I started this blog to carve out time for me.  Time between appointments and phone calls and home-visits with invasive questions.  My head has been so filled with so much official stuff; there is little room for me stuff.  This is that room.  Yes, I write about the wheels and my own access issues.  It is about the chair, but it’s also about the person sitting in it, and I have a lot to say.

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66 thoughts on “I Am Not a Number

  1. I absolutely love this post. I used to always listen to Morning Edition and other NPR programming in the mornings as a way to be informed about all DIFFERENT happenings in my community, country, and globe. It was a great way to wake up, note the past tense. Now I find myself going in my iPod, closing my eyes, and selecting a song at random to which I HOPE I’ll like waking up the next day (If I know what the song is before hand I’ll be annoyed it woke me up)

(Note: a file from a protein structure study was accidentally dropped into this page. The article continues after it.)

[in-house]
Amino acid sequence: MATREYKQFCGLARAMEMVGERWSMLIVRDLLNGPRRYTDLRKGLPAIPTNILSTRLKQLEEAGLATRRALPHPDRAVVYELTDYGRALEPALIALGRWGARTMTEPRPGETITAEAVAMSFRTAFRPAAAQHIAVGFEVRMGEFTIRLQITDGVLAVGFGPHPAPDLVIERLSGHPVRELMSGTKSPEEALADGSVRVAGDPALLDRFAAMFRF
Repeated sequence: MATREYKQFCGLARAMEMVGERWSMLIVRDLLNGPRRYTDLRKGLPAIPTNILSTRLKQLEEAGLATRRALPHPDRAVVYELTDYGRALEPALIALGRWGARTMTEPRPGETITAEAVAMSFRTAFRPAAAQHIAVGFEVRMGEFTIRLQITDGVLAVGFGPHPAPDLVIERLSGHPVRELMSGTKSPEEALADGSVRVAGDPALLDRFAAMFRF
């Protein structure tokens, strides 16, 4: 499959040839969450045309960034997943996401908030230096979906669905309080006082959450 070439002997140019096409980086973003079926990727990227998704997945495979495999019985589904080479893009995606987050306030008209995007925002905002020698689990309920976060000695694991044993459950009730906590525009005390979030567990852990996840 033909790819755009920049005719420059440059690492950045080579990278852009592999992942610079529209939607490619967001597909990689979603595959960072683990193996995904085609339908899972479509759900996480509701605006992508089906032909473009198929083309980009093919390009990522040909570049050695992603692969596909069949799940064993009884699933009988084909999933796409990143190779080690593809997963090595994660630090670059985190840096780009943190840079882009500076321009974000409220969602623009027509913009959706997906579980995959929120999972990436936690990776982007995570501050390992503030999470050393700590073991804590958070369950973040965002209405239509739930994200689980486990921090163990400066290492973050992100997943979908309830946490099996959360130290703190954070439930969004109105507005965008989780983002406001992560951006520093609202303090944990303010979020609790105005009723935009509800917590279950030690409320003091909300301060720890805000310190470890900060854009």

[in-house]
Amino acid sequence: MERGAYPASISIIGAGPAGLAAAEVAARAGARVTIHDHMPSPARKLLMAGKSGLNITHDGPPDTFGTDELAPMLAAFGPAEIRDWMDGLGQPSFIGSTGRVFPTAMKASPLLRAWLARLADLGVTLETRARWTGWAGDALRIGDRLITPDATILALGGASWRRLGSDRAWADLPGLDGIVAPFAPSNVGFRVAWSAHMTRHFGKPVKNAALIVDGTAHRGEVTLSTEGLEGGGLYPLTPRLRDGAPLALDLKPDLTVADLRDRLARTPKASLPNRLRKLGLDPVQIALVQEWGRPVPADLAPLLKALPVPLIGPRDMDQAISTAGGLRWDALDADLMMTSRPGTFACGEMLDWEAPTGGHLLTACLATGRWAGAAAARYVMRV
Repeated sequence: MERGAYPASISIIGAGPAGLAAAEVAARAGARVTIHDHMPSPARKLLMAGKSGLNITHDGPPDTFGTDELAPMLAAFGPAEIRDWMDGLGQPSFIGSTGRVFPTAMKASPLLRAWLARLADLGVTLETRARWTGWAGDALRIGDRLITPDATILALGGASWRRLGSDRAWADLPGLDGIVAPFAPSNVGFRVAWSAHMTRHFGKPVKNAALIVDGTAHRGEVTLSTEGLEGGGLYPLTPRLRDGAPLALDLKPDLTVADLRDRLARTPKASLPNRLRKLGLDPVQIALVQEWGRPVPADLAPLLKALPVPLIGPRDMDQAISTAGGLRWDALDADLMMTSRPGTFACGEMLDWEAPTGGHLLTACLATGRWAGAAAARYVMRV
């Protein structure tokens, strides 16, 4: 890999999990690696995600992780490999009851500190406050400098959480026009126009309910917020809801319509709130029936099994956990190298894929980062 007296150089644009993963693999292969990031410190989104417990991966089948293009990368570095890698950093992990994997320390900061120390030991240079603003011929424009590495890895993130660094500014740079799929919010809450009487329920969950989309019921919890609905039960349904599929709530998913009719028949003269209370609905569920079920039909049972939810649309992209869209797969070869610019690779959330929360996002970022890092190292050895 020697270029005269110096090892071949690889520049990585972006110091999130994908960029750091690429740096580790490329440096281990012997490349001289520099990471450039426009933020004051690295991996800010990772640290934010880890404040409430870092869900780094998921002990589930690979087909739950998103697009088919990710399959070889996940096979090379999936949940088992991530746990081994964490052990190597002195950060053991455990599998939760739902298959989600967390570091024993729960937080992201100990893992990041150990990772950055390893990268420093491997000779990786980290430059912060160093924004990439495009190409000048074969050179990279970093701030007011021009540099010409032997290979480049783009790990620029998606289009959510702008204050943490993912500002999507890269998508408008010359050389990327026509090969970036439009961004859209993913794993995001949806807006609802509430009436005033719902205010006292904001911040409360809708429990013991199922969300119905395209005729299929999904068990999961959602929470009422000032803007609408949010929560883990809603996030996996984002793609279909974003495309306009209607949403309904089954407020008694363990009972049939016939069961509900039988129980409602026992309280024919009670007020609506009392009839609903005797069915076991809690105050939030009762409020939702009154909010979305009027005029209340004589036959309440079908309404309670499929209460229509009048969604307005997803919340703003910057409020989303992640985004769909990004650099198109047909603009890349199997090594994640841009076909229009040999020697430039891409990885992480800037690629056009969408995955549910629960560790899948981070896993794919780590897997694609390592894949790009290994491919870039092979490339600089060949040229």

“Some of us, we’re hardly ever here. The rest of us, were born to disappear. How do I stop myself from being just a number? How do I keep myself to keep from going under.” – John Mayer

    1. Hi Mona Lisa!! Tks for promoting my blog! How did you find me? Probably you speak portuguese so OBRIGADO!! Concordo plenamente com seu comentario.
      Grande abraco.

  2. “I like looking at old photos, and I looked like Ugly Betty in my seventh grade school photo. I’ve been doing that a lot lately, looking at old photos. It’s a way to connect with the person that I am, in a time when others are concerned with my numbers, my income, my diagnosis.”

    it is an outstanding post. really.

  3. Brilliant post. We are not statistics, we are human beings. It is kind of sad that the only way we are recognized is as a number, as an insignificant part of a group. We are all individuals and we are all different, so why must we be assigned so many numbers? Social security number, employee ID, student ID, telephone number(s), all of it is just a way to ‘keep track’ of us.

    Your blog is your space. Your blog is where you can say “this is who I am, and I am more than merely a number.” A human cannot be classified so easily.

    Wonderful post. You’ve certainly made me think a bit more about identity. Thanks for that.
    ~IshanaTM

  4. It could be a message on behalf of many other people. It is on the other hand interesting that human being found numbers and methods to calculate using numbers. It is also interesting that we know how to evaluate many things with numbers. Other livings may not yet know numbers.